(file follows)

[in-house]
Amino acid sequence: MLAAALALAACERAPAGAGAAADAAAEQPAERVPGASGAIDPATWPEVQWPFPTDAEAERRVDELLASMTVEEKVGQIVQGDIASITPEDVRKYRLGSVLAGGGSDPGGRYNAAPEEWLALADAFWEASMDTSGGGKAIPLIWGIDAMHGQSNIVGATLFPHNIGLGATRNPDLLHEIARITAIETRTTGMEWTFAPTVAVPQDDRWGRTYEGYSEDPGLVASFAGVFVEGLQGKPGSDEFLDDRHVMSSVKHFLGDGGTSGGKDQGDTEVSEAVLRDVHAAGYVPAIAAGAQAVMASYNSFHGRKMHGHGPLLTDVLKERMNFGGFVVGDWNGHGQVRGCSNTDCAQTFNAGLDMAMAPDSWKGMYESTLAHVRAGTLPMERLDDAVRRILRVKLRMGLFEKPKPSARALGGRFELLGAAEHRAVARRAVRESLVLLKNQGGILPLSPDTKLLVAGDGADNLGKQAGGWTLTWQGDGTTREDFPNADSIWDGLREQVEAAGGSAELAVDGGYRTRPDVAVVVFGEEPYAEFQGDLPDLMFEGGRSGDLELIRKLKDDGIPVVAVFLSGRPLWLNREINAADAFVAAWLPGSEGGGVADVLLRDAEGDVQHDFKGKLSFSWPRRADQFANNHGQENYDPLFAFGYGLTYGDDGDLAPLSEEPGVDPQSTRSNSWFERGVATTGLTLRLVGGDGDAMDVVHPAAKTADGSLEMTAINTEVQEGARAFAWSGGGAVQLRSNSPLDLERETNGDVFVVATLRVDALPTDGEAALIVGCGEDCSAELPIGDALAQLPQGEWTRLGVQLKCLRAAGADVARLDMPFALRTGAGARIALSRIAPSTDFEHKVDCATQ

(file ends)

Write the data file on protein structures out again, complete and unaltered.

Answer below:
[in-house]
Amino acid sequence: MLAAALALAACERAPAGAGAAADAAAEQPAERVPGASGAIDPATWPEVQWPFPTDAEAERRVDELLASMTVEEKVGQIVQGDIASITPEDVRKYRLGSVLAGGGSDPGGRYNAAPEEWLALADAFWEASMDTSGGGKAIPLIWGIDAMHGQSNIVGATLFPHNIGLGATRNPDLLHEIARITAIETRTTGMEWTFAPTVAVPQDDRWGRTYEGYSEDPGLVASFAGVFVEGLQGKPGSDEFLDDRHVMSSVKHFLGDGGTSGGKDQGDTEVSEAVLRDVHAAGYVPAIAAGAQAVMASYNSFHGRKMHGHGPLLTDVLKERMNFGGFVVGDWNGHGQVRGCSNTDCAQTFNAGLDMAMAPDSWKGMYESTLAHVRAGTLPMERLDDAVRRILRVKLRMGLFEKPKPSARALGGRFELLGAAEHRAVARRAVRESLVLLKNQGGILPLSPDTKLLVAGDGADNLGKQAGGWTLTWQGDGTTREDFPNADSIWDGLREQVEAAGGSAELAVDGGYRTRPDVAVVVFGEEPYAEFQGDLPDLMFEGGRSGDLELIRKLKDDGIPVVAVFLSGRPLWLNREINAADAFVAAWLPGSEGGGVADVLLRDAEGDVQHDFKGKLSFSWPRRADQFANNHGQENYDPLFAFGYGLTYGDDGDLAPLSEEPGVDPQSTRSNSWFERGVATTGLTLRLVGGDGDAMDVVHPAAKTADGSLEMTAINTEVQEGARAFAWSGGGAVQLRSNSPLDLERETNGDVFVVATLRVDALPTDGEAALIVGCGEDCSAELPIGDALAQLPQGEWTRLGVQLKCLRAAGADVARLDMPFALRTGAGARIALSRIAPSTDFEHKVDCATQ